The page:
Greg, who has been calling for action to deal with poor broadband, has welcomed the Government’s announcement of £5 billion additional funding to support the roll out of full-fibre broadband in the hardest to reach 20% of the country.
Speaking in the House of Commons before dissolution Greg said: “One of the main difficulties facing small rural businesses is the non-availability of fast and reliable broadband? In the light of the government pledge can we now assume that the days in which a geographically isolated business is also digitally isolated really are numbered?”
Treasury Minister Simon Clarke responded by confirming that the £5 billion investment will ensure the Prime Minister’s commitment to deliver full fibre broadband access by 2025 or before is fulfilled.
Greg adds: “People in East Yorkshire rightly expect access to high-speed broadband. Whether at home or work, fast broadband should be a reality in all our communities, and it is especially important in rural areas where the population is somewhat geographically isolated”.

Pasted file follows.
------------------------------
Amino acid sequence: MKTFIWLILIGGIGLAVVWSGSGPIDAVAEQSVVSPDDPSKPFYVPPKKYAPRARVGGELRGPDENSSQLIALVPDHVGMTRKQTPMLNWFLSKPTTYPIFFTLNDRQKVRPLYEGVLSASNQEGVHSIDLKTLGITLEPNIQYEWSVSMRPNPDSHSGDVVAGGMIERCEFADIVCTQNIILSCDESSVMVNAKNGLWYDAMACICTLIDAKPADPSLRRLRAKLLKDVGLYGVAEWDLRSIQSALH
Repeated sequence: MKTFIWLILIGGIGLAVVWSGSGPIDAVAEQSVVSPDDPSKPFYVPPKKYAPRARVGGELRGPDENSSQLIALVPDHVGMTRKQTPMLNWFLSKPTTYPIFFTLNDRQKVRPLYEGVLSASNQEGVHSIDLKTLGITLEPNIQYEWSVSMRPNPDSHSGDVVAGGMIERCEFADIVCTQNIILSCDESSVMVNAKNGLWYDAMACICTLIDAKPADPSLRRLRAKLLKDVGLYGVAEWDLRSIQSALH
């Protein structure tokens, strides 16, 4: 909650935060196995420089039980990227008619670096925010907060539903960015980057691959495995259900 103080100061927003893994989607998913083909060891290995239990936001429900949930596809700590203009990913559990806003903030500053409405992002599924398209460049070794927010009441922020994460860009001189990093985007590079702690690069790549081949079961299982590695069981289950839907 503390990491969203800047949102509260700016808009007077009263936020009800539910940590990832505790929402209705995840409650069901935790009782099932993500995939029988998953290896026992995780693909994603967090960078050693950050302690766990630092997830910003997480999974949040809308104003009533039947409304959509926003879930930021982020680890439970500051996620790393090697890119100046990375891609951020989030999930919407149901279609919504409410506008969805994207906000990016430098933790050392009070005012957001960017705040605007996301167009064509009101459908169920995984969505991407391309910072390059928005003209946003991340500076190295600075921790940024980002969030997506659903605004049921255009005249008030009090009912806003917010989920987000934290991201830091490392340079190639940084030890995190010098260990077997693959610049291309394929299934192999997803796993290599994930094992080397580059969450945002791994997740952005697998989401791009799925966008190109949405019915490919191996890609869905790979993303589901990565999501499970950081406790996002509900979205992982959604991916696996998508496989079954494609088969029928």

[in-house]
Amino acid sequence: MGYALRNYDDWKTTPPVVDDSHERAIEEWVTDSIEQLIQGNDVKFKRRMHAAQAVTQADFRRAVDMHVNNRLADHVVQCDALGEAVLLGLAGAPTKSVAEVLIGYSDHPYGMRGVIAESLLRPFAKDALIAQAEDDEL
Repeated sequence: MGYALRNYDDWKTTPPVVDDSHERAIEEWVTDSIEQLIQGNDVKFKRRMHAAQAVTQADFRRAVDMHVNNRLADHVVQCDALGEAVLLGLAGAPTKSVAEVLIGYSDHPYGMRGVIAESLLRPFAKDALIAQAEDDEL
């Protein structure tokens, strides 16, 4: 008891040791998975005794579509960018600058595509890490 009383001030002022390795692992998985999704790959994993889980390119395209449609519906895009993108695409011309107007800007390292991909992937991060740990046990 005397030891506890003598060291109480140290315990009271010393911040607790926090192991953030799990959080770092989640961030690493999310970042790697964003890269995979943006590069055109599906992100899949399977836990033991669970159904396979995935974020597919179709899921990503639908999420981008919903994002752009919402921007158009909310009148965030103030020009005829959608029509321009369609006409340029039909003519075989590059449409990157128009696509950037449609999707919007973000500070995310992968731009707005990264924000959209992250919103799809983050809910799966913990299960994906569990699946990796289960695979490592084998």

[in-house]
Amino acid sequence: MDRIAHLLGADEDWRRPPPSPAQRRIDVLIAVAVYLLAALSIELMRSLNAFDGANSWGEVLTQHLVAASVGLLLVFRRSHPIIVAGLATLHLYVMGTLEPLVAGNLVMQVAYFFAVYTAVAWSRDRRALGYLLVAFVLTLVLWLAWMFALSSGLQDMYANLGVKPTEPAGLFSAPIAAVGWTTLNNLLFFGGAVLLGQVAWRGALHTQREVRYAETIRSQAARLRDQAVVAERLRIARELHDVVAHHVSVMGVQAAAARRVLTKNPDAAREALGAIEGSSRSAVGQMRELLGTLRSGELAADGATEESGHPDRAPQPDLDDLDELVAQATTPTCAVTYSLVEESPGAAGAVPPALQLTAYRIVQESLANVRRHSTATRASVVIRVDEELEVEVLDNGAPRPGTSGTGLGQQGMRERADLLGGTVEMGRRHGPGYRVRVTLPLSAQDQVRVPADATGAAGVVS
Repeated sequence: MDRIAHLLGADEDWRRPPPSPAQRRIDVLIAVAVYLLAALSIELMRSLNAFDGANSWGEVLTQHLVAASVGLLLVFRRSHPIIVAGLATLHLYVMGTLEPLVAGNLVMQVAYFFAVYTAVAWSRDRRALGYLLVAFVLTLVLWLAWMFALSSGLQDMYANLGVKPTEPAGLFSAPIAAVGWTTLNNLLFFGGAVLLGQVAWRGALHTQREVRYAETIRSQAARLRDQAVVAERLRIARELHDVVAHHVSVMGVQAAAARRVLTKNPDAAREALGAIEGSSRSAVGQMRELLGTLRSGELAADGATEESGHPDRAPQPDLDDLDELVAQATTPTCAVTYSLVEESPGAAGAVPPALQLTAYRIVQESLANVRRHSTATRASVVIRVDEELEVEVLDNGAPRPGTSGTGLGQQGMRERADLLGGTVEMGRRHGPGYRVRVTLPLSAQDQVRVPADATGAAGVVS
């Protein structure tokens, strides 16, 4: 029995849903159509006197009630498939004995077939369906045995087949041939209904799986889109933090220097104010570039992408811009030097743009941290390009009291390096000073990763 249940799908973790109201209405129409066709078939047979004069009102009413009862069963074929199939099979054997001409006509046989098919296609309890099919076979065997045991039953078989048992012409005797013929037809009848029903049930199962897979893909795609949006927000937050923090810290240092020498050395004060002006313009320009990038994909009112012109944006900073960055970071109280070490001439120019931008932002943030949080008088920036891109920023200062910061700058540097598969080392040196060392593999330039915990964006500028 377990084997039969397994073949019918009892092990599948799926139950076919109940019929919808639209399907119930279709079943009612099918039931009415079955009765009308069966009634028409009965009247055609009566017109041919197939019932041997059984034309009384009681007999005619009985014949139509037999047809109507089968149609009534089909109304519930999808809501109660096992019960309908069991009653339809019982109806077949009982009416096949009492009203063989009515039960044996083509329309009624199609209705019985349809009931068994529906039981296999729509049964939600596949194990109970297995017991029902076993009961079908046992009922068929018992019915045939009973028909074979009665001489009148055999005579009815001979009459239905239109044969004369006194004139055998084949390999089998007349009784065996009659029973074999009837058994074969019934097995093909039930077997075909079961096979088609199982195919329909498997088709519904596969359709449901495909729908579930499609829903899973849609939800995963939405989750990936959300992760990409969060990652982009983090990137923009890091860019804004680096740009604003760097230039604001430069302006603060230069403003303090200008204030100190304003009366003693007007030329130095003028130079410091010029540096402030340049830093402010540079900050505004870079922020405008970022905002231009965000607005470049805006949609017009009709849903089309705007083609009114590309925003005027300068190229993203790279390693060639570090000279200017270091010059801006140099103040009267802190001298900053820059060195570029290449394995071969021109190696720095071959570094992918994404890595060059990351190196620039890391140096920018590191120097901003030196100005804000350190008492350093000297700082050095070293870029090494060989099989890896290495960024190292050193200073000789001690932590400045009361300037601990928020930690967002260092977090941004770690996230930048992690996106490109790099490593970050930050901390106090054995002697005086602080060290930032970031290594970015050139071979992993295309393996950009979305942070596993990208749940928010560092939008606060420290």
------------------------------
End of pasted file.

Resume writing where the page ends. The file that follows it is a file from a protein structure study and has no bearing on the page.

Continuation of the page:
“Britain should be leading the world in digital innovation. We have come a long way, but with this new funding we will do better. I want to see even more action to deliver the broadband service that local people deserve”.
By contrast Labour’s new plans to take state control of UK broadband have been branded “broadband communism” by Neil McRae, BT’s chief network architect.
Julian David, chief executive of TechUK, which represents many UK tech firms, said: “Labour’s proposals would be a disaster for the telecoms sector and the customers that it serves.
Greg adds: “The Australian experience of nationalising broadband was branded as ‘their biggest infrastructure failure ever.”